‘This was a design and build project with Taylor Wimpey and Wood Newton responsible for the final detailed design and implementation from a Rogers Stirk Harbour and Partners (RSHP) concept design. There have been some issues with the final design details with water ingress in some of the houses on the scheme. We understand that these are being addressed by Taylor Wimpey and modifications have been made to some windows and seals.

‘The design of Oxley Woods was inspected and approved by the NHBC and is under their guarantee. The residents are very supportive of the design concept and it is disappointing that these issues have materialised in the built product. We know that the residents are keen to commission their own independent study and we will support them where we can. Taylor Wimpey has not issued the report to RSHP, and therefore we are not in a position to comment on its contents, but we understand it states the issues are fully resolvable.

‘The Homeshell and Y:Cube concepts are sound and Insulshell (the panel manufacturers) have been developing their product in the intervening years. Y:Cube is a volumetric system and both are very different in terms of construction and design to that used at Oxley Woods.’


Readers' comments (6)

  • When you put a building up in a rainy climate with absolutely no overhangs, what the hell do you expect?

    Practicality would say that perhaps a building should have a roof and overhangs to protect the skin from rain seeping in, but yet the philosophical, nay ideological need to have flat roofs and no overhangs dooms these people moldy carbuncles.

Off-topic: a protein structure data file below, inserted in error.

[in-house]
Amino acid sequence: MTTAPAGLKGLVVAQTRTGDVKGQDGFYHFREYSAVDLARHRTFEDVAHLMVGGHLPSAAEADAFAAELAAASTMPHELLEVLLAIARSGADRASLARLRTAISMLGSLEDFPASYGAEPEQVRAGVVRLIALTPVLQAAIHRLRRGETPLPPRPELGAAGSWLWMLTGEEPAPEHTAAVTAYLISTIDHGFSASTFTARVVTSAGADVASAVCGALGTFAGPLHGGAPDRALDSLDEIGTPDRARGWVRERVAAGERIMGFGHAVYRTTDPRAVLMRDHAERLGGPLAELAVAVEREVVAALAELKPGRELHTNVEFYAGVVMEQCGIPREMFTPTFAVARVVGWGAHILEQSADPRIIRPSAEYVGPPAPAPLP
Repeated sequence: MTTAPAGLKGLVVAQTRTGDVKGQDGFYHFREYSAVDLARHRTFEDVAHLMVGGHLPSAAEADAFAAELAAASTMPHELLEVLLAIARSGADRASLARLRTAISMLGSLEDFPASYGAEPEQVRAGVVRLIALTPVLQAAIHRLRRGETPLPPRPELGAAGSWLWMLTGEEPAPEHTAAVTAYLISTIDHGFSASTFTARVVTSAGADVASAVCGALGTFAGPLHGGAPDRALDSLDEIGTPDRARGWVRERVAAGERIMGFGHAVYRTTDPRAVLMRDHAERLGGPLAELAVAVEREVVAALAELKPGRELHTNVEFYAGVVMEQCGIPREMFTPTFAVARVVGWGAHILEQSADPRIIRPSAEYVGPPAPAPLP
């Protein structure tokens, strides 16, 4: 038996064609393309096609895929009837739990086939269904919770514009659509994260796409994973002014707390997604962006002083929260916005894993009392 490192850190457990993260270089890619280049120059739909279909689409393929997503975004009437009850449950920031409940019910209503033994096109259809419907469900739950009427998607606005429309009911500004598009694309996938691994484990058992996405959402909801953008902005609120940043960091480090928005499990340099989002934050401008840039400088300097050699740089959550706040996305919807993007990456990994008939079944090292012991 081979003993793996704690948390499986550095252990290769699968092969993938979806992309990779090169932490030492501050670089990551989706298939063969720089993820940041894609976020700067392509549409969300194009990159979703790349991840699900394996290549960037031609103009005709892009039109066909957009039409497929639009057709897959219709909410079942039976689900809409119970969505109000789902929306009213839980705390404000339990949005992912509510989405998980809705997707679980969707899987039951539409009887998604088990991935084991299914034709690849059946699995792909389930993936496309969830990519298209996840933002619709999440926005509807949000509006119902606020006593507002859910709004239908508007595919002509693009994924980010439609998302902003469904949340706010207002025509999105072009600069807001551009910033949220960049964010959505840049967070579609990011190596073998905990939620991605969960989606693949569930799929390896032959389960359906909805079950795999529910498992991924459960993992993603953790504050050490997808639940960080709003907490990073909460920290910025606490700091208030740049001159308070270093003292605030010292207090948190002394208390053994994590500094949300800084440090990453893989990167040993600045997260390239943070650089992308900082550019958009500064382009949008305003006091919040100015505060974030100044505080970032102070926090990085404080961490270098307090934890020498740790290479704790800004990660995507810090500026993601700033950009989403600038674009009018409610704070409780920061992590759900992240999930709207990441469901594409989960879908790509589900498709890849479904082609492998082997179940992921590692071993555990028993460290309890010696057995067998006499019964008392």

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  • Only one trick at a time please !

    New construction with traditional design OR traditional construction with new design.

    Too many simultaneous novelties lead to too much uncertainty iand too many unexpected results.

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  • History repeating itself once again. I expect The AJ will dig out another of Hellman's old cartoons from the 1970s for this one too.

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  • RSHP's comment that 'The design of Oxley Woods was inspected and approved by the NHBC...' leaves me wondering if they approved the detailed design 'as built', whether they inspected the work under construction - whether it was built in accordance with the details that they'd approved.

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  • Indeed; what went wrong.
    The failings in both detailed design and construction suggest issues in quality control within TW. But there should also be a layer of governance across all builders that catch and prevent these issues in the first place. Is that the NHBC and have they also been subject to failings on their part?
    And what of the residents? The report ultimately leaves responsibility for resolving the issues with TW, but given that they introduced the issues in the first place, it's reasonable to think that the residents will want stringent reassurances that fixes will be complete and long-term.

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  • Robert Wakeham and Dan Hudson make very good points which ring very true for me.

    Who signed these designs off and are they the same people who will sign off the remedial works? If so, what assurance will that give to residents?